EXERCISES

 

  1. Define and comprehensively discuss General Electric’s Strategic Business-Planning Grid, its three associated zones, and methodology associated with placing products in the diagram. A diagram of the grid should be included to add value to your narrative. Be sure to include in your discussion details pertaining to how the particular axes are formulated and the advantages associated with such. Share your thoughts regarding the tool’s implications and uses in the healthcare industry.
  2. Compare and contrast General Electric’s Strategic Business-Planning Grid with The Boston Consulting Group’s Growth/Share Matrix. Discuss the strengths and weaknesses of these two instruments. Share your thoughts on the particular tool you believe to be most appropriate for use in the healthcare industry, providing justifications for your designated position.

 

REFERENCE

Kotler, Philip, and Gary Armstrong. 2001. Principles of marketing. 9th ed. Upper Saddle River, NJ: Prentice Hall.

CHAPTER 8 Schmitt & Simonson’s Drivers of Identity Management

LEARNING OBJECTIVES

After examining this chapter, readers will have the ability to:

 

■ Understand the critical pursuit of identity management and its role in helping healthcare entities build strong, recognizable brands.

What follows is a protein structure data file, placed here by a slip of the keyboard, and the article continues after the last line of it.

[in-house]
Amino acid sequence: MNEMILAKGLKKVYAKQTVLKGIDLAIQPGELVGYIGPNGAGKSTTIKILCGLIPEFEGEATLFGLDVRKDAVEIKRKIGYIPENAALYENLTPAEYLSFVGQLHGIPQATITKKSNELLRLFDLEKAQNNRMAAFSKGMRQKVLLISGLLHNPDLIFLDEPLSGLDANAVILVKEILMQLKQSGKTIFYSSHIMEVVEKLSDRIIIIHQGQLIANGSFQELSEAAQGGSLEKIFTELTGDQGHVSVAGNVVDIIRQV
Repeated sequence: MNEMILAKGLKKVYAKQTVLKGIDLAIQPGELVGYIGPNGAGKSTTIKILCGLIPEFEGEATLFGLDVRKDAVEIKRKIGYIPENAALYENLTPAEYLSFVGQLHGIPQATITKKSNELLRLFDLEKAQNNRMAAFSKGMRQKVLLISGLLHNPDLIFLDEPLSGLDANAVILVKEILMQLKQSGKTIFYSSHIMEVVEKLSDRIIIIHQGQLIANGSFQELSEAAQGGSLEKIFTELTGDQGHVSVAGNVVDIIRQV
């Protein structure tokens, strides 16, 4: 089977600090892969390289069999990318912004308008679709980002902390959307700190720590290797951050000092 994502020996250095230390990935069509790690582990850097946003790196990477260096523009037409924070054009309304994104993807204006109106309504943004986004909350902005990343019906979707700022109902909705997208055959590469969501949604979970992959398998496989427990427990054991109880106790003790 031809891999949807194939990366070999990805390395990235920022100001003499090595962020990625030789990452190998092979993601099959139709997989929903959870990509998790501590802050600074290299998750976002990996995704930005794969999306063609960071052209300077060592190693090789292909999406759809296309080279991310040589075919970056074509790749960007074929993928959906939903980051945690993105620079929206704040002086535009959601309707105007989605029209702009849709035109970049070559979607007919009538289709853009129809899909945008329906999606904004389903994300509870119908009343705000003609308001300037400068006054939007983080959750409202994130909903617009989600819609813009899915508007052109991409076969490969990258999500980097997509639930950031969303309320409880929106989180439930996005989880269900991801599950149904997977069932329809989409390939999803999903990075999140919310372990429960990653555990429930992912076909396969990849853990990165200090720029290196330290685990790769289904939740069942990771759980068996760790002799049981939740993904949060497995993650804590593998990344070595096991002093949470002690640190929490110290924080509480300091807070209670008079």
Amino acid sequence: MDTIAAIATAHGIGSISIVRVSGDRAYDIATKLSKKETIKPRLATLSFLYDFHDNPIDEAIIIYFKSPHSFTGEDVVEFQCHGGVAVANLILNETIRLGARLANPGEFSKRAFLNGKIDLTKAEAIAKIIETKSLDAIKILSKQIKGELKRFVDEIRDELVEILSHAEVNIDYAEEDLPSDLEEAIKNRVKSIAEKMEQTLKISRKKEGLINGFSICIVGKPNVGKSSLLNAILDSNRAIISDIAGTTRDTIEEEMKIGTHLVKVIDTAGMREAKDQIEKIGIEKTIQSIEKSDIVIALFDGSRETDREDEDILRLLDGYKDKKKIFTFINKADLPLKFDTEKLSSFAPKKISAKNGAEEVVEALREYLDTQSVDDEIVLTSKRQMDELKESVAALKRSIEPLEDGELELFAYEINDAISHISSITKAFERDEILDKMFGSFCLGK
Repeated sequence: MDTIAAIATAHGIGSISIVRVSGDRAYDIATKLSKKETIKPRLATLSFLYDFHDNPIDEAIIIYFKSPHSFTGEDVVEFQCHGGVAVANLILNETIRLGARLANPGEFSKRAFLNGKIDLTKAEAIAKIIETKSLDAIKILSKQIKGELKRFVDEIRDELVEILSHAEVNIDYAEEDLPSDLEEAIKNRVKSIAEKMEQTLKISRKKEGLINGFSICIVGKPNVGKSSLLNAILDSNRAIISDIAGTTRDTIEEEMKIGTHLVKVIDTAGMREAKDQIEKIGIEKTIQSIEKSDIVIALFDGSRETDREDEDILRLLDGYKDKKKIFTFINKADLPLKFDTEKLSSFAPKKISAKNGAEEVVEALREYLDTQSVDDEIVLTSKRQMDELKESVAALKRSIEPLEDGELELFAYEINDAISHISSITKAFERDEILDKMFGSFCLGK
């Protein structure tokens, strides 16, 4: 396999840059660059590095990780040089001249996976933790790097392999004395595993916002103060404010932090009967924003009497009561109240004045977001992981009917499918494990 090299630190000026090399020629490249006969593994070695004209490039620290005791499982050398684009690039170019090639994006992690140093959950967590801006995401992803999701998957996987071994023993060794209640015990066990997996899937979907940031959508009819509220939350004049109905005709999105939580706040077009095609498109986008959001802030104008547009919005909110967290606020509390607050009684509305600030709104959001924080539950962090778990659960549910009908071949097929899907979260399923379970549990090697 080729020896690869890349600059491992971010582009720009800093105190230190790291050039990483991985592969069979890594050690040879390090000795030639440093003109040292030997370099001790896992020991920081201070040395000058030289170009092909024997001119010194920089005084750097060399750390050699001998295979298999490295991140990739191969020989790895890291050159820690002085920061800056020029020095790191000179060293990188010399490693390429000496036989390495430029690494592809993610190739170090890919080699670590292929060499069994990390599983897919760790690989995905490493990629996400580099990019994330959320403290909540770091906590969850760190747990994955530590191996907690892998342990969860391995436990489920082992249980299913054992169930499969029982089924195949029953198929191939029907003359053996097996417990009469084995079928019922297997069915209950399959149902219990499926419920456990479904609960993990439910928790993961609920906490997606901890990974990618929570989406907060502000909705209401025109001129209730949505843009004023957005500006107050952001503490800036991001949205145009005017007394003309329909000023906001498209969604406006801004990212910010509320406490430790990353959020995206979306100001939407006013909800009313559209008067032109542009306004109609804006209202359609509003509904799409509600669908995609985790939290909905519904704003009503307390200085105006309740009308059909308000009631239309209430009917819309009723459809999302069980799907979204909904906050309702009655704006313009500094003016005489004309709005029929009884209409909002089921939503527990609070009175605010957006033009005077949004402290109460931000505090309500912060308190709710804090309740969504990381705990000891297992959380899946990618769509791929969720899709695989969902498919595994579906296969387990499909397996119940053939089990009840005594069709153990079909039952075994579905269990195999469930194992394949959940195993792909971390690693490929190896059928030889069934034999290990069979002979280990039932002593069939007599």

■ Realize the importance of establishing brands and other elements of identity as a means of differentiating given products from competitive offerings in the marketplace.

■ Appreciate the value and guidance offered by Schmitt and Simonson’s Drivers of Identity Management as a tool for informing healthcare marketers of the circumstances that necessitate addressing elements of identity within their given institutions.

 

INTRODUCTION

Healthcare marketers must continually be concerned with how their organizations and related product offerings are perceived by target audiences. Customer perceptions are, at least in part, influenced by the efforts of marketers to create desirable identities for given product offerings.

Identity is achieved through branding activities, with such activities generating logos, product names, slogans, jingles, product packaging, building signage, and related identity vehicles for the purpose of conveying desired images to target audiences. Branding activities assist customers in identifying goods and services in the marketplace, importantly helping them to distinguish such products from competitive offerings. Attending to these activities is often termed identity management—one of the most important responsibilities of healthcare marketers.